November 14, 2006


Jill writes about World of Warcraft's aversion to endings:

However, Onyxia can be killed again and again, as can every other mob in the world. It’s a MMOG, and Blizzard’s goal is to get us to play for as long as possible, just as the creators of Lost want us to watch for as many seasons as possible.

Diane thinks this might not be quite right.

There are few, if any, endings built in. As Jill says, they "simply pose puzzles and defer closure for as long as they can."

I worry about this "simply." Setting up a framework in which the same, or similar, interactions can happen over and over, with enough differentiation to keep participants interested, isn't simple; and I wonder what the opposite of mere puzzle-posing might be, what Jill has in mind here.

While old-fashioned soap operas do go on forever, the better television dramas do not -- except in the real sense that life does go on. Someone will still be King of Denmark. Stuff will happen to the Darcy's.

It's not just an endlessly repetitive puzzle. I think classical music has a lesson for us: a lot of the 19th century was an exploration of how you could slow things down and build bigger and bigger forms out of the cadences of the sonata structure. But Wagner isn't endlessly repetitive, even when he spends an entire opera movement on a single cadence.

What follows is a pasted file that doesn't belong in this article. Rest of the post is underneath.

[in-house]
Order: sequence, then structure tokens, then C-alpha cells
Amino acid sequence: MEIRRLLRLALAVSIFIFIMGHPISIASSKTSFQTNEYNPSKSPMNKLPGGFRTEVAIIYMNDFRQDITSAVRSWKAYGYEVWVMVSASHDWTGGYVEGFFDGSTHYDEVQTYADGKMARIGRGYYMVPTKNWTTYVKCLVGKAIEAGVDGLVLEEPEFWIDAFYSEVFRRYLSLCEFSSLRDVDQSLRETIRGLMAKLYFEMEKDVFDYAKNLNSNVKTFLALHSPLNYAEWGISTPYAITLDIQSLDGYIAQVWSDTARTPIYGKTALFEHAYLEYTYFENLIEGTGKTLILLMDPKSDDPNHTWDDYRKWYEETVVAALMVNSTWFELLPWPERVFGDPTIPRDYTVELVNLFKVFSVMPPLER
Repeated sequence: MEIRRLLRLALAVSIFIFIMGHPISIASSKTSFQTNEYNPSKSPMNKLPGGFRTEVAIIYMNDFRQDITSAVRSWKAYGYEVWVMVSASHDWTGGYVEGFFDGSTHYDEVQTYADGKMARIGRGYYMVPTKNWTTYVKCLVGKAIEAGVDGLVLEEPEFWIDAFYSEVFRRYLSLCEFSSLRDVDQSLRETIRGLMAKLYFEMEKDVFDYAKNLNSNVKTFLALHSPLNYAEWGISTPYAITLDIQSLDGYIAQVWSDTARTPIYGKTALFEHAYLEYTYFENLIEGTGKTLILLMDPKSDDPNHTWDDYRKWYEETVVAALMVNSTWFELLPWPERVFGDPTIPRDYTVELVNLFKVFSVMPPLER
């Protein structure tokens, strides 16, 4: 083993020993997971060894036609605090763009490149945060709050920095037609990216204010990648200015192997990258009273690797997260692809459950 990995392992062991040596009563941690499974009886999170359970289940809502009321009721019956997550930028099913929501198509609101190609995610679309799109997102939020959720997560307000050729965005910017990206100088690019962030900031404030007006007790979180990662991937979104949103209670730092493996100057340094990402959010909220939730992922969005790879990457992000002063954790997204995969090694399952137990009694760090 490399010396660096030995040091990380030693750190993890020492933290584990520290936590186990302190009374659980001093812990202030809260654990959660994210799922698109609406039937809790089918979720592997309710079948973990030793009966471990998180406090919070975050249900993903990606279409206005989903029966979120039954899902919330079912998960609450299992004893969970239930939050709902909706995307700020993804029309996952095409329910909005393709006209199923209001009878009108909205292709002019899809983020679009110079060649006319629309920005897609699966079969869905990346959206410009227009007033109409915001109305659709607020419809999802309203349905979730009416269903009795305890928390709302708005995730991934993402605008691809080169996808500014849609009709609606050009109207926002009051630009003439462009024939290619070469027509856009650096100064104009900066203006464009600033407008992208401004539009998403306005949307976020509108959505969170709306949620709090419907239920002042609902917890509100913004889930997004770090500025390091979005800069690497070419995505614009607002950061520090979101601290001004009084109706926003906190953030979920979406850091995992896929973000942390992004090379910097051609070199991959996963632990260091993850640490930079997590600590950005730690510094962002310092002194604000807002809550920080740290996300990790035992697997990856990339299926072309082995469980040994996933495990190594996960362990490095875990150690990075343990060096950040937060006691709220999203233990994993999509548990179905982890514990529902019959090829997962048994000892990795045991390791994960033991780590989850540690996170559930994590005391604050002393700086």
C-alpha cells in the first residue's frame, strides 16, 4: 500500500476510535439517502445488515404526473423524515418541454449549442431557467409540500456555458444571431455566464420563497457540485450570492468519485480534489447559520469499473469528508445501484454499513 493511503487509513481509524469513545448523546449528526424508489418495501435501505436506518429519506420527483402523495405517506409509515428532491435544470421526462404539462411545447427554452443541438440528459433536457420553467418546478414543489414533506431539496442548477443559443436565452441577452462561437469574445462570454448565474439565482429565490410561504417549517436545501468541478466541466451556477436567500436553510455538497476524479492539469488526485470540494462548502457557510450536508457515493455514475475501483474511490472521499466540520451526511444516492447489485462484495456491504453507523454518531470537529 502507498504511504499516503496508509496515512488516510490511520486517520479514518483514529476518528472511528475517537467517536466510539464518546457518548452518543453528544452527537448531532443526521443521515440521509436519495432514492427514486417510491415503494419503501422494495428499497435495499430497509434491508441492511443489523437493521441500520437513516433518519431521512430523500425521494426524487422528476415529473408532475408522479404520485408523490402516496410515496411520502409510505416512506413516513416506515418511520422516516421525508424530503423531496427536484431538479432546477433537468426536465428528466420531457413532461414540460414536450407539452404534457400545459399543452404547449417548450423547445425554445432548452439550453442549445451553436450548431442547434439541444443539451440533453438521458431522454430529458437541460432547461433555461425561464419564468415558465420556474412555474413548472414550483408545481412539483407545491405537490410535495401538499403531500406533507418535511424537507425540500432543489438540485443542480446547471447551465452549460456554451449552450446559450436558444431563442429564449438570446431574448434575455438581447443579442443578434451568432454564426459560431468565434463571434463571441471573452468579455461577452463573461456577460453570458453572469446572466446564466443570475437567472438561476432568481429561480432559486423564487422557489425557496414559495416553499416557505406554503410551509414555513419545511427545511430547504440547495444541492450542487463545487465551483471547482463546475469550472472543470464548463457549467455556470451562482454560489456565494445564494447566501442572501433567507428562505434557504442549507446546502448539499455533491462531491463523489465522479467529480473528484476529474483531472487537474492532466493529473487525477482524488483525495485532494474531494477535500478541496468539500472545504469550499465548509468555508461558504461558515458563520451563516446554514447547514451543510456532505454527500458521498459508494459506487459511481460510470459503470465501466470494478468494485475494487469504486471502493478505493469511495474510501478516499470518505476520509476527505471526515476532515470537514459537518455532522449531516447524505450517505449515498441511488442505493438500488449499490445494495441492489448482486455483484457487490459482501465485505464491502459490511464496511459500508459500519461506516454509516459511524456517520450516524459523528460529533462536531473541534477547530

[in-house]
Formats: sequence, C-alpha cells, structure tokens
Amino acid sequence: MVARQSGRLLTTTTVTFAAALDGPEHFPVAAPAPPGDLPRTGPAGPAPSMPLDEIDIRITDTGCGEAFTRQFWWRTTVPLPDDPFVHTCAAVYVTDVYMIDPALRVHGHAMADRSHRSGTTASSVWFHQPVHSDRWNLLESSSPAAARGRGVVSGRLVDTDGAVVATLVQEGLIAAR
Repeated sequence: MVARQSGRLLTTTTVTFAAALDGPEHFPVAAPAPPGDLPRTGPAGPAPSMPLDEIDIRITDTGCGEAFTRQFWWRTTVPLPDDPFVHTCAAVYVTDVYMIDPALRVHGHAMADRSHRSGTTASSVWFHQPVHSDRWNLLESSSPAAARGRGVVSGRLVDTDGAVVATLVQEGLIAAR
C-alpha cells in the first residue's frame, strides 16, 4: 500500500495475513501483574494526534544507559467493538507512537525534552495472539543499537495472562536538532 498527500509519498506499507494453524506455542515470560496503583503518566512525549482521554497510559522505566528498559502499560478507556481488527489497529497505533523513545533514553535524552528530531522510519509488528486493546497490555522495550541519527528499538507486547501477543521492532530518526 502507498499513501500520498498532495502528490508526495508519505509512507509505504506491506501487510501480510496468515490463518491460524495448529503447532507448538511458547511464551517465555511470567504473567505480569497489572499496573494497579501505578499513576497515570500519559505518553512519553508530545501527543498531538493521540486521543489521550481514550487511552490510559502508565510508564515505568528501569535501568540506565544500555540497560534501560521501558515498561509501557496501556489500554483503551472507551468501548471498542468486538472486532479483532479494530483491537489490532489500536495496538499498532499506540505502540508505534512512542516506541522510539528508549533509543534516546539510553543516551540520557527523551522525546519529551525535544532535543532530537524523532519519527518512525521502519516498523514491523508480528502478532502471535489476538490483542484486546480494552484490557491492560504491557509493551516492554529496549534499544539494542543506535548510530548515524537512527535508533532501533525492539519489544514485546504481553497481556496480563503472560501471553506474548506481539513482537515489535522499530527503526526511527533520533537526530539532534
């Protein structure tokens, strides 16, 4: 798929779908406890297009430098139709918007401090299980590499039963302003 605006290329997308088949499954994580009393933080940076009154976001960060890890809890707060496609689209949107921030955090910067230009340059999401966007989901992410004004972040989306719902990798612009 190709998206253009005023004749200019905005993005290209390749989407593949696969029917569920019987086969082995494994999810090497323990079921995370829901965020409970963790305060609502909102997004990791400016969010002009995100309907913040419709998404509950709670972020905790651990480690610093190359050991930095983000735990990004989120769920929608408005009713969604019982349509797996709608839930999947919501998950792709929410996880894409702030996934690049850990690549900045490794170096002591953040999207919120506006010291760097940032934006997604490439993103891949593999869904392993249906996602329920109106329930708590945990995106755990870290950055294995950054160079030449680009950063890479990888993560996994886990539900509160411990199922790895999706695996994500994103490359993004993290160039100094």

I think it's important, too, to distinguish different kinds of work in long television. (Jane Espenson, a televison writer and Buffy veteran, has a worthwhile blog "intended to help new writers tackle the job of writing those all-important spec scripts")

This is the distinction that makes Babylon 5 and Buffy work. Things change -- and when they have changed, there's no going back. (Yes, in Buffy they kill you off and you can still get work, but the C+ you get on Friday's test does go on your permanent record) And we know things change: they tell us from the beginning. The kids are all going to grow up, and Buffy is going to die. We learn this early in the first season: we just don't know exactly when she will die or what the other kids will be like when they're grown.

Odyssey and Battlestar Galactica seem like they would be easy to extend forever. But it's not easy -- not within the framework established at the outset. Ithaca is real, and while we can have plenty of adventures on the way home, it means nothing if we don't get home in time for Penelope. In Galactica, Earth is real (or it isn't). We will find it, or not. The cylons will beat us all, or we will win. The cylons will, finally, understand themselves: the kids will grow up, they will know who they are and what they want.

Earth seems to be the Ithaca of BSG, the Black Bird. But remember: the Maltese Falcon is about finding who murdered Sam Spade's partner, and the bird, like Earth, is meant to keep your eyes off the ball.

That's the promise of a long arc: the kids will grow up. If the show were to ignore the promise, it would be an endless series of chase scenes. (his is what makes the modern arc matter in a way that endlessly episodic television -- Star Trek or The Avengers -- does not.

And this is one of my misgivings about MMPORGs today: do they go nowhere? Or are we just harvesting gold and arresting 500 villains?